Meaningful Use: Principles to Reality
6.21.2016 By ZACHARY MERSON – Availity Staff Counsel
The American Recovery and Reinvestment Act of 2009 created an electronic health record (“EHR”) incentive program, commonly referred to as “Meaningful Use.” The program pays incentives to certain providers and hospitals to implement and make meaningful use of certified EHR technology. The three main components of Meaningful Use include: (1) the use of certified EHR technology in a “meaningful” manner; (2) the electronic exchange of health care information to improve the quality of care patients receive; and (3) the use of certified EHR technology to submit clinical quality and other measures.
In application, providers and hospitals have to meet certain Meaningful Use criteria or measures to be eligible to receive federal funds from the Medicare EHR Incentive Program, the Medicaid EHR Incentive Program, or both. Although Meaningful Use is voluntary, the penalties and reimbursements associated with the program provide a strong incentive for providers to participate.
Meaningful Use has been divided into three stages: Stage One, which focused on promoting the adoption of EHRs; Stage Two, which increased the criteria of compliance and promoted more support, care-coordination, and patient engagement rules; and Stage Three, which focused on increasing health information exchange, as well as improving previous guidelines introduced in Stages One and Two.
The (Realistic) Future of Meaningful Use
In January of 2016, Andy Slavitt, the acting administrator for CMS, suggested that Meaningful Use will now be effectively over and replaced with something better. Shortly thereafter, Karen DeSalvo, the acting assistant secretary for health in the U.S. Department of Health and Human Services, qualified Slavitt’s statements, indicating that Meaningful Use is not dead, although it may take a different form than the initial stages of the program.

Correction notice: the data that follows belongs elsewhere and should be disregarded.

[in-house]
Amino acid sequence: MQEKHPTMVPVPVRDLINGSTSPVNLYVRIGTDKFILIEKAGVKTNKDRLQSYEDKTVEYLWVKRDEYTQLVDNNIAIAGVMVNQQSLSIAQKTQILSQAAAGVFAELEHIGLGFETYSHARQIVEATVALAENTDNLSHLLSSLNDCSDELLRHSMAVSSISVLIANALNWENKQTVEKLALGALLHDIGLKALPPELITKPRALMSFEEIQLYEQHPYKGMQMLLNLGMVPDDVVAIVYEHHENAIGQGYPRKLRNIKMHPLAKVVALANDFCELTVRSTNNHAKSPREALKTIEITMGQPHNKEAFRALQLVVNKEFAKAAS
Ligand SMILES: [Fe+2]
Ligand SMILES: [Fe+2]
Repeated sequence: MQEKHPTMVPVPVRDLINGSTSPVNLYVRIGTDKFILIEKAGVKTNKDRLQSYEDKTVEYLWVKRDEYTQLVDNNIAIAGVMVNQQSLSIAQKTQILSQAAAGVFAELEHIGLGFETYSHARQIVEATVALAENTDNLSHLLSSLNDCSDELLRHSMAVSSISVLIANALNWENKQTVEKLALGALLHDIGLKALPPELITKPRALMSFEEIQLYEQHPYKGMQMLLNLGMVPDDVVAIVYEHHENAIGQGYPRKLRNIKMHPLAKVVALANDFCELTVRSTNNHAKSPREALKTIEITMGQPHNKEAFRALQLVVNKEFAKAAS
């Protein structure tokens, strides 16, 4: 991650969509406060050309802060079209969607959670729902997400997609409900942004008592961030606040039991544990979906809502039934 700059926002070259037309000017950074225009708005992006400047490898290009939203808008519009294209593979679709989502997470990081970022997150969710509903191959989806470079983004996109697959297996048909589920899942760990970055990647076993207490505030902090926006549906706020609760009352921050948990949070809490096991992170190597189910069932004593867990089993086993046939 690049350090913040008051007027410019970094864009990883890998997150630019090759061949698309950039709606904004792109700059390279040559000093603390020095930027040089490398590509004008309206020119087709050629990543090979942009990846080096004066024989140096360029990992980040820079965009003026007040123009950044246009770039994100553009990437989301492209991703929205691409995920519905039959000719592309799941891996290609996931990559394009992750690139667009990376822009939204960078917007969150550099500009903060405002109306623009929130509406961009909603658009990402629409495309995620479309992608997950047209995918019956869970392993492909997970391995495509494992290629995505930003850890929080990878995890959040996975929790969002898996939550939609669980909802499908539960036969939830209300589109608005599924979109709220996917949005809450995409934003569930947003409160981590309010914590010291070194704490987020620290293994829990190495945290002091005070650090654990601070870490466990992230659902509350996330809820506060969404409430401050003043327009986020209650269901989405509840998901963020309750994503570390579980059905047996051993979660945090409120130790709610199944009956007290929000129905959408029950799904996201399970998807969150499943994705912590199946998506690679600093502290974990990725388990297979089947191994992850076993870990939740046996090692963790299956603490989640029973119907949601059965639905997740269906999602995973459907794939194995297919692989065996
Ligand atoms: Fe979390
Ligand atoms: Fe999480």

Further muddying the waters is the recent release of the proposed Medicare Access and CHIP Reauthorization Act of 2015 (MACRA) rule. Irrespective of any changes to Meaningful Use by way of MACRA, it is clear that the federal government is deeply concerned and committed to improving population health outcomes, engaging patients, and increasing transparency, while simultaneously trying to increase patient privacy and the security of patients’ protected health information. Although experts will need time to digest the 962 page MACRA rule1, it appears at first glance that, “starting in 2017, meaningful use will now be dubbed the ‘Advancing Care Information (ACI)’ program for Medicare-participating doctors, and will account for 25 percent of an eligible physician’s (EP) total score under the Merit-based Incentive Payment System (MIPS) in the first year2.”
Thus, it is unclear at this point whether Meaningful Use is gone, or whether it has simply been rebranded. Regardless of the program’s name, CMS’s vision for the future includes focusing on quality of care, effective resource usage, and the continued adoption of certified EHR technology.
- See https://s3.amazonaws.com/public-inspection.federalregister.gov/2016-10032.pdf.
- See Rajiv Leventhal, Another “Is Meaningful Use Dead” Debate? You Don’t Say!, Healthcare Informatics (May 05, 2016, 12:40PM)